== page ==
07 December 2010

Quick tips to increase productivity: Part I

Here are some quick and easy tips to increase your productivity:

1. Use the restroom to plan ahead. In a busy schedule, there are few natural breaks. But everyone has to submit to the call of nature. I find that taking just a minute or two to assess your current activity, whether you are being productive, and what you should do to make progress in the next 15-30 minutes after your break, can be an extremely productive activity. Use this time to reboot a stalled out work day.

2. Floss your teeth while sitting down. I find that one reason I hate to floss is that it is annoying to just stand there in front of the mirror wasting what seems like 2 minutes threading string between my teeth. Instead, grab your floss and then grab a seat. Sitting down in a relaxed position makes flossing seem less like a chore and more like a reflective moment of treating yourself to personal grooming. How is this more productive? Well, if that alternative is not flossing and flossing is a priority for you, then getting yourself to do it is quite the production increase!

16 August 2010

"Going to Mars with Peter"

Our brains have a propensity toward seeing patterns and making connections. We also have hardwired within us a desire not just to understand things, but to do so quickly (likely a useful trait when we needed to understand that a boulder rolling down the hill was probably going to keep on doing so, and we better get out of the way!). I think the combination of these two aspects of our physiology attribute a great deal toward our belief in the supernatural. Specifically, we see patterns in the events and world around us that we don't understand and the easiest explanation is that, of course, these patterns were made by someone, just like every car and every chair has a maker. Since we don't see the maker around us, we attribute the patterns to an unseen, "godly" maker. That doesn't mean that this is the correct explanation, but it is certainly one that has been satisfactory for most of us for most of our history.

I may not ascribe to that view of the origin of patterns around us, but that doesn't stop my brain from searching for them. And this week, circumstances aligned in such a way that I found a pleasant pattern in my own life.

I am embarking over the next few months on the final chapter in my System Engineering master's degree program at Johns Hopkins. The capstone project, which will consume my extracurricular hours until December, is the development of an aerial robot to survey the Valles Marineris on Mars. I find it fitting that 8 years ago, during the summer after my senior year in high school, it was a space settlement design competition that I participated in, in Cape Canaveral, Florida, that first got me interested in engineering. The goal then was to design a Martian outpost that could support hundreds or thousands of settlers. Our project leader was a devoted and enthusiastic classmate named Peter (the type of kid who wore a star trek outfit to school, though for his sake, it was during Halloween season). My friend, Robert Yao, and I, being somewhat more interested in going to Florida than staying up all night writing requirements for an imaginary extraterrestrial apartment complex, endearingly joked that we were "Going to Mars with Peter."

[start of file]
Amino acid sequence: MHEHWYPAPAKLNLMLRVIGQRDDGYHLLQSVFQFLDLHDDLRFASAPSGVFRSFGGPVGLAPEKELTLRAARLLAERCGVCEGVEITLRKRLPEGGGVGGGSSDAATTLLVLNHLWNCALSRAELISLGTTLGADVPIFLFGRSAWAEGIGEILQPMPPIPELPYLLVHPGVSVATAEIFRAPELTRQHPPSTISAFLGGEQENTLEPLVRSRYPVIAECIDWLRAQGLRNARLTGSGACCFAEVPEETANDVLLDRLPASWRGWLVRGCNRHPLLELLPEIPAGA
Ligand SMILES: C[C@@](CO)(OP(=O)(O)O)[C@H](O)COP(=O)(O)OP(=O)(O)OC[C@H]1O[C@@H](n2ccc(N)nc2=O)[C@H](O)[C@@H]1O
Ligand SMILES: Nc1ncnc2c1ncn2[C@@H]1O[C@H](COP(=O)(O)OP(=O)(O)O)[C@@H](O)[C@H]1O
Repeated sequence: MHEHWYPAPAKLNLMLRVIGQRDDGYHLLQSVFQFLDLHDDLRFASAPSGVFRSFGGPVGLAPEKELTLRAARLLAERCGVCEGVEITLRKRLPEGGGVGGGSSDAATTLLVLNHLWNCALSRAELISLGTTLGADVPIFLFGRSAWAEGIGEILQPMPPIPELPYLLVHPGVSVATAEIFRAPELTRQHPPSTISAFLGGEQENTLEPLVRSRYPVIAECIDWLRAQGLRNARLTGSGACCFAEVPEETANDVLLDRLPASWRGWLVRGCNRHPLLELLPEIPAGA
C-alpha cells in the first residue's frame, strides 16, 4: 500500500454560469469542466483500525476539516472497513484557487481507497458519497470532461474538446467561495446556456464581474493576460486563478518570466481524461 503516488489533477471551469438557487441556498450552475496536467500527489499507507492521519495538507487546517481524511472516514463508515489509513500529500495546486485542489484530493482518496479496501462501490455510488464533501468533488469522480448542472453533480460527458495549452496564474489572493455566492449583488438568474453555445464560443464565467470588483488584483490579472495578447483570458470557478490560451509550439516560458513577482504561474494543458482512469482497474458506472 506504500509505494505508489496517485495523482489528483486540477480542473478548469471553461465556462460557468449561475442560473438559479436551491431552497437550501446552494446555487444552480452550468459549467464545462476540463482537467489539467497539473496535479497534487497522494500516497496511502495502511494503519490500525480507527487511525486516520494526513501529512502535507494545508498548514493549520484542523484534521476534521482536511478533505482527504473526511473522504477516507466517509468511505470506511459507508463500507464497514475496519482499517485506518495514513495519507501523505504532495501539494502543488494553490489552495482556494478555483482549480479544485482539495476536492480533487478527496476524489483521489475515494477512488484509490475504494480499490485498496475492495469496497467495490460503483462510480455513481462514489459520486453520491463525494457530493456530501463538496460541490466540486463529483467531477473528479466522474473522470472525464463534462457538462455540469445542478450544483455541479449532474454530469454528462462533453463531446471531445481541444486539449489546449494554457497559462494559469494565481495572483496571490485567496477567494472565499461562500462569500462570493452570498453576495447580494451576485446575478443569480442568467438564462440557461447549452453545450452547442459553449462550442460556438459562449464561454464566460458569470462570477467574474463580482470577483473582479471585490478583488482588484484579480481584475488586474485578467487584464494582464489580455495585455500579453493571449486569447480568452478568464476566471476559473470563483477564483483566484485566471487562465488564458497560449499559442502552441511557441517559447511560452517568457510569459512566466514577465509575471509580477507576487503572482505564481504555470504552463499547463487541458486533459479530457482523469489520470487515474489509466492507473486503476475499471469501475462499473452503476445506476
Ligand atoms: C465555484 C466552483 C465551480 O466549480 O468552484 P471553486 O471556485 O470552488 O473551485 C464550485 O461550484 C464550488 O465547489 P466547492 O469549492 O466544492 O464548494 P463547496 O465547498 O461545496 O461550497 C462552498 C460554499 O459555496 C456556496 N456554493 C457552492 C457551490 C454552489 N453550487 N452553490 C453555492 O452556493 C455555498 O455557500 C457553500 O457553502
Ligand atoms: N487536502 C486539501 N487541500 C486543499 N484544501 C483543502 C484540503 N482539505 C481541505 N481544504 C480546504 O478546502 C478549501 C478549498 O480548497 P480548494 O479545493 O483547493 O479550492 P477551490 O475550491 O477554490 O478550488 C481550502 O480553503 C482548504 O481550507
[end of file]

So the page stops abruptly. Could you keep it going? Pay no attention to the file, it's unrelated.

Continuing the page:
In preparation for that trip all those years ago, I read Robert Zubrin's "The Case for Mars" and was at once fascinated at the idea of a manned mission to the Red Planet. Ever since, I've found the plans to return to the moon about as exciting as a road trip to Cleveland. As I bone up on Mars facts now, I'll be much more concerned with the impact of eroding dust and the low atmospheric pressure on a flying robot than on methods for terraforming the planet so that the 3014 World Cup could be played on the (no longer) red planet.